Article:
Cardinal Angelo Scola, patriarch of Venice, opened the symposium via video by proposing a universal and Christian basis for a common morality. He began with Swiss theologian Hans Urs von Balthasar’s metaphor of the child’s first experience of love through his mother’s smile. This formative personal experience of reality as goodness in the unity of desire, recognition, and communion, he argued, is entrusted to our freedom, interpreted in the light of our reason, and fulfilled in our personal encounter with Christ, the living unity of personal and universal moral truth.
The ensuing discussion between Duke University’s Stanley Hauerwas, noted Protestant theologian, and Cambridge University’s Reverend Sir John Polkinghorne, Anglican theologian and physicist, set the serious, respectful, honest and at times humorous tone of the following four days.
Natural law theorists Robert George and Hadley Arkes also made compelling cases for the possibility of knowing and acting on natural law through human reason alone. Universal moral truths are discovered, not invented, Arkes argued, and they apply “where and when the laws of reason are intact.”
Conference participants also tackled tough political and legal questions. Jean Bethke Elshtain, professor of political philosophy at the University of Chicago, discussed the possibility of war as an instrument of justice. “We are reminded daily of ethno-nationalism run amok, of the murders in Darfur and Congo,” she said. “But there is a huge gap between that and our self-assured articulation of human rights. We need to narrow that gap.”
Nicholas Boyle, literary scholar from Cambridge University, gave a provocative paper drawing on Freud and Hegel in which he concluded that America needs to renounce its national “myth” and accept the role of regulating the global community and market through military and economic power. Without the mediation of state power, argued Boyle, the ethical ordering of society is impossible.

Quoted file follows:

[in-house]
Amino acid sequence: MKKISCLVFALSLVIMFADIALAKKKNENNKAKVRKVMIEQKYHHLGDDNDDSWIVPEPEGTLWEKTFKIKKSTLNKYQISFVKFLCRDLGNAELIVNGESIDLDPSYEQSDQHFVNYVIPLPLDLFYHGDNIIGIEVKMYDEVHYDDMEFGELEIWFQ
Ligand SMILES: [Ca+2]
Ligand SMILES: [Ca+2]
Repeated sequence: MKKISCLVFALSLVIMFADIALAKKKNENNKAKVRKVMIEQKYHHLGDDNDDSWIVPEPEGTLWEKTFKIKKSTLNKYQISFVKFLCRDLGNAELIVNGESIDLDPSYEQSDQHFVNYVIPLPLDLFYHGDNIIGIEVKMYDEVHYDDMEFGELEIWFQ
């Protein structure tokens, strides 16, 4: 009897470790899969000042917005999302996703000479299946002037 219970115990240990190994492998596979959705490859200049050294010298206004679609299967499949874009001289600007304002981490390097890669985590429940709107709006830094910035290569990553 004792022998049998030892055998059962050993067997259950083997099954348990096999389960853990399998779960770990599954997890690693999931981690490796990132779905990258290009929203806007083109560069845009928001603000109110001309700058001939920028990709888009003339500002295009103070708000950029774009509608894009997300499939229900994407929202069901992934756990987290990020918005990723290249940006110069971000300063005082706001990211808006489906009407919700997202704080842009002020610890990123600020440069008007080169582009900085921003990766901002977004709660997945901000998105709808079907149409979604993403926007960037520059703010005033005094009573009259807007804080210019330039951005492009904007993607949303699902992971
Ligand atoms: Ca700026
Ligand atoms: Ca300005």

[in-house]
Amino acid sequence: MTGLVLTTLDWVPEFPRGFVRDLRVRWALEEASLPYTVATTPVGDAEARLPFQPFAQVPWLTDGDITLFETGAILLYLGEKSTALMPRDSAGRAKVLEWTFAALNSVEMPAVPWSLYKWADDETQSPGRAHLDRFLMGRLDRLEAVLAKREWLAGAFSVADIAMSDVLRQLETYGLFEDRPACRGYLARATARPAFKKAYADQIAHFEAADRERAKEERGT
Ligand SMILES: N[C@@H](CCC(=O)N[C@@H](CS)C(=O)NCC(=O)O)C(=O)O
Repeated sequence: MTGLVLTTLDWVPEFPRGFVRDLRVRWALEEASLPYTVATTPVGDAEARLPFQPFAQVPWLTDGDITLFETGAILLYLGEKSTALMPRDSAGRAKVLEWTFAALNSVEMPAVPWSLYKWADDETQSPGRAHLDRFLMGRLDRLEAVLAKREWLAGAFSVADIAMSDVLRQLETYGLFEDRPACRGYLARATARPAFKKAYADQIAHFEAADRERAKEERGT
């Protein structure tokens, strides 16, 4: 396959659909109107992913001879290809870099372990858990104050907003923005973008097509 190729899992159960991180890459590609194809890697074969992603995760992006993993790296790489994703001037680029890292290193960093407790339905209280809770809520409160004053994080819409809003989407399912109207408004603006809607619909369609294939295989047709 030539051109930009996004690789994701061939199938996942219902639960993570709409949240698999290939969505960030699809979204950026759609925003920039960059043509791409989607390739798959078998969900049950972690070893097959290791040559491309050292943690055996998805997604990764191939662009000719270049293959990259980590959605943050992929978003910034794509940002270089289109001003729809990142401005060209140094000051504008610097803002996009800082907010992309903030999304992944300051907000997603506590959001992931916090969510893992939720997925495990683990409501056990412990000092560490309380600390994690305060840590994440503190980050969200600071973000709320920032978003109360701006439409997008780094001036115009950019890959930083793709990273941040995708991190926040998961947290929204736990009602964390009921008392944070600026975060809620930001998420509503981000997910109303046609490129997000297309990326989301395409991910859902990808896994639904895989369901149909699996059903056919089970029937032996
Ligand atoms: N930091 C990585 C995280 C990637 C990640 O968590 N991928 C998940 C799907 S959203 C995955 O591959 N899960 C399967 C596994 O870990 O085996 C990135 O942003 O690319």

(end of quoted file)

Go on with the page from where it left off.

The interreligious dialogue at the symposium included papers from Muslim, Jewish, Buddhist, Taoist and Confucian scholars.
Charles Jones, professor of religious studies at Catholic University, described the differences between the Western and Taoist approach to reality itself.
Western thinking approached reality in terms of “being” and “existence,” he said, while the Taoist approach was in terms of “patterns” and “activity.” From a Western point of view, a person is like a Greek marble statue, while for the Taoist, a person is more like a tornado, a temporary pattern of energy. Paradigmatic differences like this highlighted the challenges of finding a common language, challenges that surfaced at times throughout the four-day discussion.
The symposium also sparked several new initiatives in answer to Pope Benedict’s “clarion call” for dialogue.
The Center for Law, Philosophy, and Culture plans to hold a conference on natural law specifically for the legal community, and Wagner agreed to organize a forum of Buddhist scholars to discuss further the symposium’s theme.
“This is just the beginning,” said Wagner at the conclusion of the symposium. “People should look for more signs of life that are responses to the initiatives of Pope Benedict XVI.”
John Romanowsky is based in Rockville Centre, New York.
See the Conference Yourself
A video archive of the entire proceedings is available on Catholic University’s website: http://digitalmedia.cua.edu/calendar/calendar.cfm?month=3&year=2008